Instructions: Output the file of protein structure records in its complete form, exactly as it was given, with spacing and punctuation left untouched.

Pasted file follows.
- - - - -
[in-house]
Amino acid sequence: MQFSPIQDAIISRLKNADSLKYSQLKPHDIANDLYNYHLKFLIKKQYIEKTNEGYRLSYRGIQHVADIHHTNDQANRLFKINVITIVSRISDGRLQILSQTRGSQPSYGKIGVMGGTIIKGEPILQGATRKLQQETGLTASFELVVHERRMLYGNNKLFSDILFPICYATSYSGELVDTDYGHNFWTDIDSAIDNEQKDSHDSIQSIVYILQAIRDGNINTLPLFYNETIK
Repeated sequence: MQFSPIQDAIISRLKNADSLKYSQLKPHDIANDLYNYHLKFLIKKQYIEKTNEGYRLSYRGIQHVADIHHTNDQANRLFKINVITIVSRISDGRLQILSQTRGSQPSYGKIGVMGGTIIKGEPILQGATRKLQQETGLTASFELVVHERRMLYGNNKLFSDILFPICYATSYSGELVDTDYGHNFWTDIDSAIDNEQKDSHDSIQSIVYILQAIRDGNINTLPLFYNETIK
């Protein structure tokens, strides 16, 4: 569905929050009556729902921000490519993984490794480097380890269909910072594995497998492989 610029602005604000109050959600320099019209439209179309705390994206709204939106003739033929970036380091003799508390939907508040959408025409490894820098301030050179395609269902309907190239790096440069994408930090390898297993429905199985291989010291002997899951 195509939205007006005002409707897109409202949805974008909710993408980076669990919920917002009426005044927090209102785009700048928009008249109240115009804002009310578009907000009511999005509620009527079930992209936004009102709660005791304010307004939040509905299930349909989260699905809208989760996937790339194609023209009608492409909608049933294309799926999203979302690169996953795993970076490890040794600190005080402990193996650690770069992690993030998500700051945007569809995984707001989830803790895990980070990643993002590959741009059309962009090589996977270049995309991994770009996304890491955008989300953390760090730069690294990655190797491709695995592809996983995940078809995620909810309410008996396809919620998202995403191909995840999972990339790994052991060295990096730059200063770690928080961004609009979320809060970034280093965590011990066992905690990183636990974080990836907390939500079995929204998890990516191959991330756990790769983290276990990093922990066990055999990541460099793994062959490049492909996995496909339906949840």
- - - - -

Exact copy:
[in-house]
Amino acid sequence: MQFSPIQDAIISRLKNADSLKYSQLKPHDIANDLYNYHLKFLIKKQYIEKTNEGYRLSYRGIQHVADIHHTNDQANRLFKINVITIVSRISDGRLQILSQTRGSQPSYGKIGVMGGTIIKGEPILQGATRKLQQETGLTASFELVVHERRMLYGNNKLFSDILFPICYATSYSGELVDTDYGHNFWTDIDSAIDNEQKDSHDSIQSIVYILQAIRDGNINTLPLFYNETIK
Repeated sequence: MQFSPIQDAIISRLKNADSLKYSQLKPHDIANDLYNYHLKFLIKKQYIEKTNEGYRLSYRGIQHVADIHHTNDQANRLFKINVITIVSRISDGRLQILSQTRGSQPSYGKIGVMGGTIIKGEPILQGATRKLQQETGLTASFELVVHERRMLYGNNKLFSDILFPICYATSYSGELVDTDYGHNFWTDIDSAIDNEQKDSHDSIQSIVYILQAIRDGNINTLPLFYNETIK
């Protein structure tokens, strides 16, 4: 569905929050009556729902921000490519993984490794480097380890269909910072594995497998492989 610029602005604000109050959600320099019209439209179309705390994206709204939106003739033929970036380091003799508390939907508040959408025409490894820098301030050179395609269902309907190239790096440069994408930090390898297993429905199985291989010291002997899951 195509939205007006005002409707897109409202949805974008909710993408980076669990919920917002009426005044927090209102785009700048928009008249109240115009804002009310578009907000009511999005509620009527079930992209936004009102709660005791304010307004939040509905299930349909989260699905809208989760996937790339194609023209009608492409909608049933294309799926999203979302690169996953795993970076490890040794600190005080402990193996650690770069992690993030998500700051945007569809995984707001989830803790895990980070990643993002590959741009059309962009090589996977270049995309991994770009996304890491955008989300953390760090730069690294990655190797491709695995592809996983995940078809995620909810309410008996396809919620998202995403191909995840999972990339790994052991060295990096730059200063770690928080961004609009979320809060970034280093965590011990066992905690990183636990974080990836907390939500079995929204998890990516191959991330756990790769983290276990990093922990066990055999990541460099793994062959490049492909996995496909339906949840």